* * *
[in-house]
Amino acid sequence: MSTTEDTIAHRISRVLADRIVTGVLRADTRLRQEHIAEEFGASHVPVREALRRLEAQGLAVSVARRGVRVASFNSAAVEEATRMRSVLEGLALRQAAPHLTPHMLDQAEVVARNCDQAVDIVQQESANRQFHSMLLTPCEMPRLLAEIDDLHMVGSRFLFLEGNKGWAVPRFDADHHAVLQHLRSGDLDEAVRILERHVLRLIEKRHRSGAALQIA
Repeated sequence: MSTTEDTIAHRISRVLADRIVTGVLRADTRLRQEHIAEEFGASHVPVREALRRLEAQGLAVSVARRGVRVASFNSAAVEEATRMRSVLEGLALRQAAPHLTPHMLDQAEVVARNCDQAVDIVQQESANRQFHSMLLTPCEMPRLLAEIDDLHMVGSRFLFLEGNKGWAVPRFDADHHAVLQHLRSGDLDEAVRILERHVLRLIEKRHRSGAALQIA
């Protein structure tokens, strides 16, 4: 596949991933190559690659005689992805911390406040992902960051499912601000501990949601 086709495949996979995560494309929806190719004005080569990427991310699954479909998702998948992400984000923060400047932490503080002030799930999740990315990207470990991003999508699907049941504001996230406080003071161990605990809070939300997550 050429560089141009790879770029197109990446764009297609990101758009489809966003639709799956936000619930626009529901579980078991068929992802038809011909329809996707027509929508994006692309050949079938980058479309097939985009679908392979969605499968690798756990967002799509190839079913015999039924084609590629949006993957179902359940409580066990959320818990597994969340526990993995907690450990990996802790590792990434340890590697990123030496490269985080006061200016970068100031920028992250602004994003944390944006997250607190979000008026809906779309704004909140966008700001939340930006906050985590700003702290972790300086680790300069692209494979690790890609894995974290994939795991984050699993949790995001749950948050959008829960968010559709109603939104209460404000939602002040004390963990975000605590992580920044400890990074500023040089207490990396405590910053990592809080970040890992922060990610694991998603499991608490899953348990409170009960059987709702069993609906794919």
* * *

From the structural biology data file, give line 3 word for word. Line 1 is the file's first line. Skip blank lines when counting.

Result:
Repeated sequence: MSTTEDTIAHRISRVLADRIVTGVLRADTRLRQEHIAEEFGASHVPVREALRRLEAQGLAVSVARRGVRVASFNSAAVEEATRMRSVLEGLALRQAAPHLTPHMLDQAEVVARNCDQAVDIVQQESANRQFHSMLLTPCEMPRLLAEIDDLHMVGSRFLFLEGNKGWAVPRFDADHHAVLQHLRSGDLDEAVRILERHVLRLIEKRHRSGAALQIA